Police voted to strike tonight for the second time in a week, casting a question mark over Mardi Gras.
After the overwhelming voice vote, Mayor Ernest A. Morial called off all Mardi Gras parades through Monday. Outside New Orleans, processions will go on as scheduled, starting today. Mardi Gras is Feb. 27.
The strike vote by the Teamster-affiliated Police Association of Louisiana came six days after the union agreed to return to work from a 42-hour walkout. During the hiatus, city and police association representatives were to negotiate such matters as pay and benefits, but those sessions broke off less than an hour before the union met tonight.
The walkout continued despite a temporary restraining order commanding the police to return to work.
New Orleans parades were called off despite the presence of hundreds of National Guardsmen and state police who had been summoned to maintain order. As the police voted to strike, the guardsmen and state policemen were given authority to make arrests and load their weapons with live ammunition.
However, they cannot fill the police role at parades because they are not equipped to cope with the "unique" conditions in a Mardi Gras crowd, said Maj. Gen. O.J. Daigle Jr., the state adjutant general.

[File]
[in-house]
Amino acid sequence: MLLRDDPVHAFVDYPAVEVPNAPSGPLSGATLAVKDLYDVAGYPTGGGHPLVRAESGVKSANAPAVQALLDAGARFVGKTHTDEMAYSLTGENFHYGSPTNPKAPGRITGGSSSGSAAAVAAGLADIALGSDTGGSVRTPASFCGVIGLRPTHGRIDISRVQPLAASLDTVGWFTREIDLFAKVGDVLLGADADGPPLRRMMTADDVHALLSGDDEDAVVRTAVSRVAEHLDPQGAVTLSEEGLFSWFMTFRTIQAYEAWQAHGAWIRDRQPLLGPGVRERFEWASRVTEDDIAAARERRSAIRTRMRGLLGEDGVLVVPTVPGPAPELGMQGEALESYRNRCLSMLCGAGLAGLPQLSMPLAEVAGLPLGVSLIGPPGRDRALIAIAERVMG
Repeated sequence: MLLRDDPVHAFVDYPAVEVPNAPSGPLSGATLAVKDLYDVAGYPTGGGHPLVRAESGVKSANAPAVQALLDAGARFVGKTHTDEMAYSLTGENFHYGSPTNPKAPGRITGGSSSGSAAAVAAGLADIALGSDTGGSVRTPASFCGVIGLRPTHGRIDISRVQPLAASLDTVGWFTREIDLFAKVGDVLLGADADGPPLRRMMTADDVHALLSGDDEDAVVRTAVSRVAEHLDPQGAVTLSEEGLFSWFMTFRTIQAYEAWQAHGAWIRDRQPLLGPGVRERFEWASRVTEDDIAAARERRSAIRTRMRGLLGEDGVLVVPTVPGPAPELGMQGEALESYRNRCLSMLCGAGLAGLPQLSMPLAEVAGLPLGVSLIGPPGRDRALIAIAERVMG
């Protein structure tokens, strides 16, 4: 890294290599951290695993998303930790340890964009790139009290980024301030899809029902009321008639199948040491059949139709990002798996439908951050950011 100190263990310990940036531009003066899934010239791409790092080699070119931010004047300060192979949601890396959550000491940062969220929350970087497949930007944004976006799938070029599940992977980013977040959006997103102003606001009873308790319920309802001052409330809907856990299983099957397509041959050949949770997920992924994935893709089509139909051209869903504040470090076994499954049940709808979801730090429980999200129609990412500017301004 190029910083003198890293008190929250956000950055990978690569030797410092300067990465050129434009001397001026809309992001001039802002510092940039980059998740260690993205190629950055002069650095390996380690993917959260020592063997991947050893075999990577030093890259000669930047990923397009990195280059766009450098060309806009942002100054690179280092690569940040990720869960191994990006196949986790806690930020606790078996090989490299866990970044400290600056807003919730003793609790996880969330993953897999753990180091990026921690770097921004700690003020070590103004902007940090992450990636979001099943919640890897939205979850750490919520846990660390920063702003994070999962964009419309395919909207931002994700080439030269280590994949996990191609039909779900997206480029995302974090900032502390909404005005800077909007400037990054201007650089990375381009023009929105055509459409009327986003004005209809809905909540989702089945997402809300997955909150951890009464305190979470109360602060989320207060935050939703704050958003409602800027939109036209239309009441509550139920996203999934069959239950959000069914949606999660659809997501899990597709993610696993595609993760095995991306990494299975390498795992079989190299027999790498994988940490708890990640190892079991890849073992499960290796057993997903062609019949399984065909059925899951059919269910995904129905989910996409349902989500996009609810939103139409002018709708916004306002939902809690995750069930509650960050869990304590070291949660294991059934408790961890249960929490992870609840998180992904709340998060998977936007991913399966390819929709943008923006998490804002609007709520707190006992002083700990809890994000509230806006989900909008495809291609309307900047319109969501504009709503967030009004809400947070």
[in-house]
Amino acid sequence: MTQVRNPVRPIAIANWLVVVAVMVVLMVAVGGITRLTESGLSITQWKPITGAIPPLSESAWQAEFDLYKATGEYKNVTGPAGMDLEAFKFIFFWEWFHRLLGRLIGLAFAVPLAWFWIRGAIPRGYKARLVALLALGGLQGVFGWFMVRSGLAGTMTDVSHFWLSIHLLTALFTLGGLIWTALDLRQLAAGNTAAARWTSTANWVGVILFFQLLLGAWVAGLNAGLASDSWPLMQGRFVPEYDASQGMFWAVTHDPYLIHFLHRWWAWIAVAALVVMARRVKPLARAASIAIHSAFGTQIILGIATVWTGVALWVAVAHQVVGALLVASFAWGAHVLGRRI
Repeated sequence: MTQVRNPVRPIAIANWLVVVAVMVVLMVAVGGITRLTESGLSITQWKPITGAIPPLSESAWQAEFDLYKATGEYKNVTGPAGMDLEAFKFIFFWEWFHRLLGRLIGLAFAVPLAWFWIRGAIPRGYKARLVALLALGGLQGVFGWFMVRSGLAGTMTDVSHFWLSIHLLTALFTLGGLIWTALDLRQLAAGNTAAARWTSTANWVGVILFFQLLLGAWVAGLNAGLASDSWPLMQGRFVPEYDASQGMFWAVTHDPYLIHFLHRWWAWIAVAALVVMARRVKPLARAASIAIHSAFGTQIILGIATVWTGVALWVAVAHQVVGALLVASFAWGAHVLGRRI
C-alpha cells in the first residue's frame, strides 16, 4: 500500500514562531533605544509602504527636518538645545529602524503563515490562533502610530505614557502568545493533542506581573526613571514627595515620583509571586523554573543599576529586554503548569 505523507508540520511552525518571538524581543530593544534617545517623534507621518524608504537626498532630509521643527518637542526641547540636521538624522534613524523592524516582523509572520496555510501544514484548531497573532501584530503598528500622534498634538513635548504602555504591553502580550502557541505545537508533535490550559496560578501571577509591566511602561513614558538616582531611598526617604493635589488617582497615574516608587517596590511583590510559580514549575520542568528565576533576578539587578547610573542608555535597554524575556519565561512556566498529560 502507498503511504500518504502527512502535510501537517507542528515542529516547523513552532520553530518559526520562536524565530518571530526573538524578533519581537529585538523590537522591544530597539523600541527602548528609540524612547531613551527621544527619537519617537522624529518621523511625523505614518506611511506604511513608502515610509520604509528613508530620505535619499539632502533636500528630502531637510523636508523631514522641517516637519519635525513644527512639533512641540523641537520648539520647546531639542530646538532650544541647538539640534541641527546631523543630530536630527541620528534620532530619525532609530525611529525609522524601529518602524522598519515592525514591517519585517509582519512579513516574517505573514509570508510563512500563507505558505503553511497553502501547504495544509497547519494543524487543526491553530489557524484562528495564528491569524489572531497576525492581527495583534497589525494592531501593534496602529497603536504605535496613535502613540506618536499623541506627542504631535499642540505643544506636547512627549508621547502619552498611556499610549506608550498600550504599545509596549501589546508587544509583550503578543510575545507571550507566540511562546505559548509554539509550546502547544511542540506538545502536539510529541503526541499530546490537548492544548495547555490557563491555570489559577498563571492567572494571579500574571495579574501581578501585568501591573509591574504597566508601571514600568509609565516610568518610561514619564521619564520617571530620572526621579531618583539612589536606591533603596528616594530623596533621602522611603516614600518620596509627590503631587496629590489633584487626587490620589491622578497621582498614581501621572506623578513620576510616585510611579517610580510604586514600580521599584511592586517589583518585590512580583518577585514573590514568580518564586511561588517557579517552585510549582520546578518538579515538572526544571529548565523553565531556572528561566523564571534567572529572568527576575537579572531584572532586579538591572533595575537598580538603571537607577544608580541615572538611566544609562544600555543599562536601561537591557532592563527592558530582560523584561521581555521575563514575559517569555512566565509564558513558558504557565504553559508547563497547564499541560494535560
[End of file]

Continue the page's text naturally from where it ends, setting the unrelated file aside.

Mardi Gras is worth about $250 million each year to New Orleans, and there is no way to estimate how much the strikes will cost the city, said Norman Kerth, president of the Chamber of Commerce.
Negotiations broke off tonight when city representatives refused to accept two union demands:
Inclusion of ranking officers in the proposed contract.
Continuation of bargaining still unsettled at that time to binding arbitration.
Emerging from the union meeting tonight, some members wore T-shirts saying, "Take this job and shove it."
About one million revelers participate in a typical year's celebration. In more than a century, Mardi Gras has been canceled only seven times -- twice for epidemics, five times for war.
In a reference to Teamster negotiator Joe Valenti from Detroit, the mayor said, "Mardi Gras this year might be killed by the actions of outsiders... without any real understanding of our city, our citizens or our system of government."